versión impresa ISSN 0103-9016
Sci. agric. (Piracicaba, Braz.) v.60 n.4 Piracicaba oct./dic. 2003
SOILS AND PLANT NUTRICTION
Acúmulo de silício e tolerância ao déficit hídrico em capins do gênero Brachiaria
Suzana Pereira de MeloI; Gaspar Henrique KorndörferII*; Clotilde Maria KorndörferIII; Regina Maria Quintão LanaII; Denise Garcia de SantanaII
IUSP/ESALQ - Programa de Pós-Graduação em Solos e Nutrição de Plantas - C.P. 9 - 13418-900 - Piracicaba, SP - Brasil
IIUFU/ICIAG - Instituto de Ciências Agrárias - C.P. 593 - 38400-902 - Uberlândia, MG - Brasil
IIIUFU/FAMEV - Faculdade de Medicina Veterinária - C.P. 593 - 38400-902 - Uberlândia, MG - Brasil
The beneficial effects of silicon (Si) fertilization have been observed for several plant species, especially when submitted to stress, either biotic or abiotic. Among the possible reasons for the greater adaptability and resistance of brachiaria grass in areas of low fertility soils in Brazilian savanna, stands its capacity of absorbing and accumulating Si in aerial parts. To evaluate the effect of Si on dry matter yield of Brachiaria decumbens Stapf and Brachiaria brizantha Hochst, grown under two soil moisture regimes, a trial was set up in a completely randomized design factorial scheme (5 × 2 × 2), with five Si rates: (0; 242; 484; 968 and 1,452 kg ha-1), two soil water tensions (60% and 80% of field capacity) and the two brachiaria species. The experiment was installed in a greenhouse, using one of the most representative soils in the region under cerrado, Typic Haplustox. Both brachiaria species can be considered Si-accumulating plants, since they present high Si contents in their aerial parts. Application of Si to the soil increased the contents of this element in both grass species but did not change their tolerance to water deficit, and did not affect dry matter yield.
Key words: calcium silicate, pasture, water stress, soil moisture
Efeitos benéficos da adubação com silício (Si) têm sido observados em várias espécies vegetais, especialmente quando estas estão submetidas a estresse biótico ou abiótico. Entre as possíveis razões para a maior adaptabilidade e resistência do capim braquiária nas áreas de baixa fertilidade do solo das regiões do cerrado brasileiro, esta associada à sua capacidade em absorver e acumular Si na parte aérea. Este trabalho teve como objetivo avaliar o efeito da aplicação de Si sobre a produção de matéria seca de duas espécies das gramíneas Brachiaria decumbens Stapf e Brachiaria brizantha Hochst, cultivadas sob dois regimes de umidade no solo. Os ensaios foram instalados em delineamento inteiramente casualizado, em esquema fatorial (5 × 2 × 2) com cinco doses de Si (0, 242, 484, 968 e 1452 kg ha-1), duas tensões de água no solo (60% e 80% da capacidade de campo) e as duas espécies de braquiária. O experimento foi instalado em casa-de-vegetação, utilizando um dos mais representativos solos da região sob cerrado, Latossolo Vermelho-Amarelo. As duas espécies de braquiária podem ser consideradas plantas acumuladoras de Si, por apresentarem altos teores de Si na parte aérea. A aplicação de Si no solo aumentou os teores deste elemento nas duas espécies de gramíneas testadas, mas não modificou a tolerância das duas gramíneas ao déficit hídrico, e não afetou a produção de matéria seca.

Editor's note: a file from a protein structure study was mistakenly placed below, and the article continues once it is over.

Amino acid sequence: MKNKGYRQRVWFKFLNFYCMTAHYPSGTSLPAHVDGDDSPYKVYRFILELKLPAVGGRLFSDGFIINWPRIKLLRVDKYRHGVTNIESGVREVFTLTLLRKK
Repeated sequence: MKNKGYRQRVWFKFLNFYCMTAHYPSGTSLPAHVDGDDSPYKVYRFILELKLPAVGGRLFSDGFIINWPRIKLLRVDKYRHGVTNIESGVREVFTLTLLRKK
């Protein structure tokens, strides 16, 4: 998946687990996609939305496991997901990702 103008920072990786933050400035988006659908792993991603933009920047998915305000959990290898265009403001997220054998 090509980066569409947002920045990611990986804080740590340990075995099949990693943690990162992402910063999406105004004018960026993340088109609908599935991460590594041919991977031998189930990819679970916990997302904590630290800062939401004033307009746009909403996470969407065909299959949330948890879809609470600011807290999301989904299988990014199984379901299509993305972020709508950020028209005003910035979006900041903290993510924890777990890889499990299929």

Palavras-chave: silicato de cálcio, pastagem, estresse, umidade do solo
Silicon (Si) has received little attention from plant nutrition scientists, most likely because it is not included in the group of elements considered as essential to plants. Notwithstanding, beneficial effects of Si have been demonstrated for many plant species, especially when these plants are submitted to some type of stress, whether biotic or abiotic (Takahashi, 1995; Korndörfer et al., 1999; Faria, 2000; Datnoff et al., 2001). By and large, grasses are classified as Si-accumulating plants, since they deposit this element in cell walls, in the cell lumen and in extracellular sites. Silicon absorbed by the roots in the form of monosilicic acid (H4SiO4) is carried through the plant and deposited in the leaves. Incorporated within the cells in the cell wall, especially in epidermal, stomatal and leaf trichome cells, or deposited, together with other elements, giving rise to amorphous deposits known as phytoliths (Jones & Handreck, 1967; Yoshida, 1965).
One of the reasons, still little discussed, for the ruggedness shown by brachiaria grasses when developing under savanna soils, could be its greater capacity in absorbing and accumulating Si. The role played by Si in these plants can be linked to a reduction in the toxic effects of aluminum, manganese and iron, as previously observed for other grasses, and also because it is responsible for regulating transpiration, which is the likely reason for the resistance shown by this grass to water deficits which occur in the savanna, in addition to protecting the leaves against pest and disease attacks (Cocker et al., 1998; Ma et al., 1997; Datnoff et al., 2001).